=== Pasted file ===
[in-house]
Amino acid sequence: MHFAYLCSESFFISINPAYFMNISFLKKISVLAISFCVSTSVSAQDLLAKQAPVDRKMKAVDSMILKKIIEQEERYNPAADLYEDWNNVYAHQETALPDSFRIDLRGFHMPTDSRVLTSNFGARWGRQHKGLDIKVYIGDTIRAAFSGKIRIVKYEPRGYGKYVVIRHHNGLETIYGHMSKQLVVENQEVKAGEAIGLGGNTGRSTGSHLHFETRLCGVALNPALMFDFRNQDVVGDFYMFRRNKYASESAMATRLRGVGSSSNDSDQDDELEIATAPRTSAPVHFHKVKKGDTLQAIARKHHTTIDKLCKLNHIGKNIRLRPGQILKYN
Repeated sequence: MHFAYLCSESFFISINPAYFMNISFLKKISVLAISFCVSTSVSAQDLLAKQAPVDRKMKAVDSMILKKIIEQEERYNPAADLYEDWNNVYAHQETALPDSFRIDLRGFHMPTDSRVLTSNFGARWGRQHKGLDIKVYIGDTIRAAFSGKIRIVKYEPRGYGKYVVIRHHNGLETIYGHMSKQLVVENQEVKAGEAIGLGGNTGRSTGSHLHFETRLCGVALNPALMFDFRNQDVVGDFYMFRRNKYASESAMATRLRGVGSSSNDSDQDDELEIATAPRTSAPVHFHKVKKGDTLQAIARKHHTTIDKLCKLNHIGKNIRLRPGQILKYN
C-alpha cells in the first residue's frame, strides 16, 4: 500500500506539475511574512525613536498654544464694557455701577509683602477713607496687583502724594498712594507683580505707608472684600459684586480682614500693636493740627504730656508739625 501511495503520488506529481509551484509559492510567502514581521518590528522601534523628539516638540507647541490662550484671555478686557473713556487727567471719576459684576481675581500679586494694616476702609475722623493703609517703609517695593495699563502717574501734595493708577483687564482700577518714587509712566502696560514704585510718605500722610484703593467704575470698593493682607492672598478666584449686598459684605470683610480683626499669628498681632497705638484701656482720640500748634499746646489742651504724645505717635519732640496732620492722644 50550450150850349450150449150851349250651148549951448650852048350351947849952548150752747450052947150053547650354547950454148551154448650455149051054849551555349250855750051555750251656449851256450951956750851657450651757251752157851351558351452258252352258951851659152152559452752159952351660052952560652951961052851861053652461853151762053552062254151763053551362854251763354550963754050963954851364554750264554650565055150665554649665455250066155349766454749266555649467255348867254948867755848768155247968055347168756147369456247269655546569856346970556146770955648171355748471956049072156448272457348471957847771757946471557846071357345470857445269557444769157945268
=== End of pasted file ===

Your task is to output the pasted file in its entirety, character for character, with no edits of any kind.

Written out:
[in-house]
Amino acid sequence: MHFAYLCSESFFISINPAYFMNISFLKKISVLAISFCVSTSVSAQDLLAKQAPVDRKMKAVDSMILKKIIEQEERYNPAADLYEDWNNVYAHQETALPDSFRIDLRGFHMPTDSRVLTSNFGARWGRQHKGLDIKVYIGDTIRAAFSGKIRIVKYEPRGYGKYVVIRHHNGLETIYGHMSKQLVVENQEVKAGEAIGLGGNTGRSTGSHLHFETRLCGVALNPALMFDFRNQDVVGDFYMFRRNKYASESAMATRLRGVGSSSNDSDQDDELEIATAPRTSAPVHFHKVKKGDTLQAIARKHHTTIDKLCKLNHIGKNIRLRPGQILKYN
Repeated sequence: MHFAYLCSESFFISINPAYFMNISFLKKISVLAISFCVSTSVSAQDLLAKQAPVDRKMKAVDSMILKKIIEQEERYNPAADLYEDWNNVYAHQETALPDSFRIDLRGFHMPTDSRVLTSNFGARWGRQHKGLDIKVYIGDTIRAAFSGKIRIVKYEPRGYGKYVVIRHHNGLETIYGHMSKQLVVENQEVKAGEAIGLGGNTGRSTGSHLHFETRLCGVALNPALMFDFRNQDVVGDFYMFRRNKYASESAMATRLRGVGSSSNDSDQDDELEIATAPRTSAPVHFHKVKKGDTLQAIARKHHTTIDKLCKLNHIGKNIRLRPGQILKYN
C-alpha cells in the first residue's frame, strides 16, 4: 500500500506539475511574512525613536498654544464694557455701577509683602477713607496687583502724594498712594507683580505707608472684600459684586480682614500693636493740627504730656508739625 501511495503520488506529481509551484509559492510567502514581521518590528522601534523628539516638540507647541490662550484671555478686557473713556487727567471719576459684576481675581500679586494694616476702609475722623493703609517703609517695593495699563502717574501734595493708577483687564482700577518714587509712566502696560514704585510718605500722610484703593467704575470698593493682607492672598478666584449686598459684605470683610480683626499669628498681632497705638484701656482720640500748634499746646489742651504724645505717635519732640496732620492722644 50550450150850349450150449150851349250651148549951448650852048350351947849952548150752747450052947150053547650354547950454148551154448650455149051054849551555349250855750051555750251656449851256450951956750851657450651757251752157851351558351452258252352258951851659152152559452752159952351660052952560652951961052851861053652461853151762053552062254151763053551362854251763354550963754050963954851364554750264554650565055150665554649665455250066155349766454749266555649467255348867254948867755848768155247968055347168756147369456247269655546569856346970556146770955648171355748471956049072156448272457348471957847771757946471557846071357345470857445269557444769157945268